A Gilbert syndrome-associated haplotype protects against fatty liver disease in humanized transgenic mice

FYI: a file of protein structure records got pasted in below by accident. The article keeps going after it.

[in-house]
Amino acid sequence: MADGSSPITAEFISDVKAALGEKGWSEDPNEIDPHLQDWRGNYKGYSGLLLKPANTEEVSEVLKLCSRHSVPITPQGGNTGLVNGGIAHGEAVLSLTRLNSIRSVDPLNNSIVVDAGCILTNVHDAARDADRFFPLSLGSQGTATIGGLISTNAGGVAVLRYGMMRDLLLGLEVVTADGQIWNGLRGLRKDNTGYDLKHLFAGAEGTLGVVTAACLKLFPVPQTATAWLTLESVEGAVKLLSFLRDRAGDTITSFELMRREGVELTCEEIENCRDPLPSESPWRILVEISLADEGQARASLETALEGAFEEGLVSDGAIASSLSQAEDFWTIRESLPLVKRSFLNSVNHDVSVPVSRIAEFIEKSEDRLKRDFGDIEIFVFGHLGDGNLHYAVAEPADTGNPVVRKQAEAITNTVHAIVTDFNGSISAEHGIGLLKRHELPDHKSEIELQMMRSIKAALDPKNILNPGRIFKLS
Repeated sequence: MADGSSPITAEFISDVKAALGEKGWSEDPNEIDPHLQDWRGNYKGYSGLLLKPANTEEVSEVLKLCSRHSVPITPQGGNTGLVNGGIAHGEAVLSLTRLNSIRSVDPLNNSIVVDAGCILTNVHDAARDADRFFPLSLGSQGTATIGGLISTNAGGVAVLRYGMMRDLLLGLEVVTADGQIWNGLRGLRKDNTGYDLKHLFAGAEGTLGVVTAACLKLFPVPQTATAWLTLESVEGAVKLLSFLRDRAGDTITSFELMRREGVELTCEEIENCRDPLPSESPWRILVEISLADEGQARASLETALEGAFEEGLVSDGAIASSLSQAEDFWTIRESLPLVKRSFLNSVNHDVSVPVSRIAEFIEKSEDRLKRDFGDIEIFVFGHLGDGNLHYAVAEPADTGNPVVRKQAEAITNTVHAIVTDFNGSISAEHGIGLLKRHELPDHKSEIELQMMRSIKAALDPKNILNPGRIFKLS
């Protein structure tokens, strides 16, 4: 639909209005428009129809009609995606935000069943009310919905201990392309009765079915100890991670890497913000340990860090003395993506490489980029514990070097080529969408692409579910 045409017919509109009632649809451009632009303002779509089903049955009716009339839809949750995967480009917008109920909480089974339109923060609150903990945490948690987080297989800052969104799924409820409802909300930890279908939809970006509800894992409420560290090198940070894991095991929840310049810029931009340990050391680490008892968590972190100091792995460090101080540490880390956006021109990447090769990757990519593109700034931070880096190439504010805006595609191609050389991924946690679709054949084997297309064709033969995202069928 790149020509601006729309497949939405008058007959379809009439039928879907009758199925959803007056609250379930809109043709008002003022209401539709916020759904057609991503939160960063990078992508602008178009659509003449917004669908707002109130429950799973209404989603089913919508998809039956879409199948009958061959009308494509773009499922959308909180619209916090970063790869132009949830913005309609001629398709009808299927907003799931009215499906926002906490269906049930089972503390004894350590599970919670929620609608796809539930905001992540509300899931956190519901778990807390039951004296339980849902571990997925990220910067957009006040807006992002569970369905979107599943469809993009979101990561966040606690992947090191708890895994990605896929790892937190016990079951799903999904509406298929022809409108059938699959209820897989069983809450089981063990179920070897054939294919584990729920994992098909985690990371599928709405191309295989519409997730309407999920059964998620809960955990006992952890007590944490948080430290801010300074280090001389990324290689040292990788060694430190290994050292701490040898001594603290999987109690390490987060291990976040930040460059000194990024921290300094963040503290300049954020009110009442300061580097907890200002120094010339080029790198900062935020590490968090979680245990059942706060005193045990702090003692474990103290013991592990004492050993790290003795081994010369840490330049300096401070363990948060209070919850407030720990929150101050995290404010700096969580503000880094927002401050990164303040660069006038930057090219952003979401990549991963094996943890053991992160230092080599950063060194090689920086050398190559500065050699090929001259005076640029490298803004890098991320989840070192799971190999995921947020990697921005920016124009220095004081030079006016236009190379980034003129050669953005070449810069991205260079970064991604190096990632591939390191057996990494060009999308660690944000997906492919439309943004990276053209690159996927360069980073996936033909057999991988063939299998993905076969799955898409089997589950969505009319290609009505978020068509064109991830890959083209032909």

UDP-glucuronosyltransferases 1 A (UGT1A) enzymes are capable of detoxifying a broad range of endo- and xenobiotic compounds, which contributes to antioxidative effects, modulation of inflammation and cytoprotection. In the presence of low-function genetic UGT1A variants fibrosis development is increased in various diseases. This study aimed to examine the role of common UGT1A polymorphisms in NASH. Therefore, htgUGT1A-WT mice and htgUGT1A-SNP mice (carrying a common human haplotype present in 10% of the white population) were fed a high-fat Paigen diet for 24 weeks. Serum aminotransferase activities, hepatic triglycerides, fibrosis development and UGT1A expression were assessed. Microscopic examination revealed higher hepatic fat deposition and a significant induction of UGT1A gene expression in htgUGT1A-WT mice. In agreement with these observations, lower serum aminotransferase activities and lower expression levels of fibrosis-related genes were measured in htgUGT1A-SNP mice. This was accompanied by reduced PPARα protein levels in htgUGT1A-WT but not in SNP mice. Our data demonstrate a protective effect of a UGT1A SNP haplotype, leading to milder hepatic steatosis and NASH. Higher PPARα protein levels in animals with impaired UGT1A activity are the likely result of reduced glucuronidation of ligands involved in PPARα-mediated fatty acid oxidation and may lead to the observed protection in htgUGT1A-SNP mice.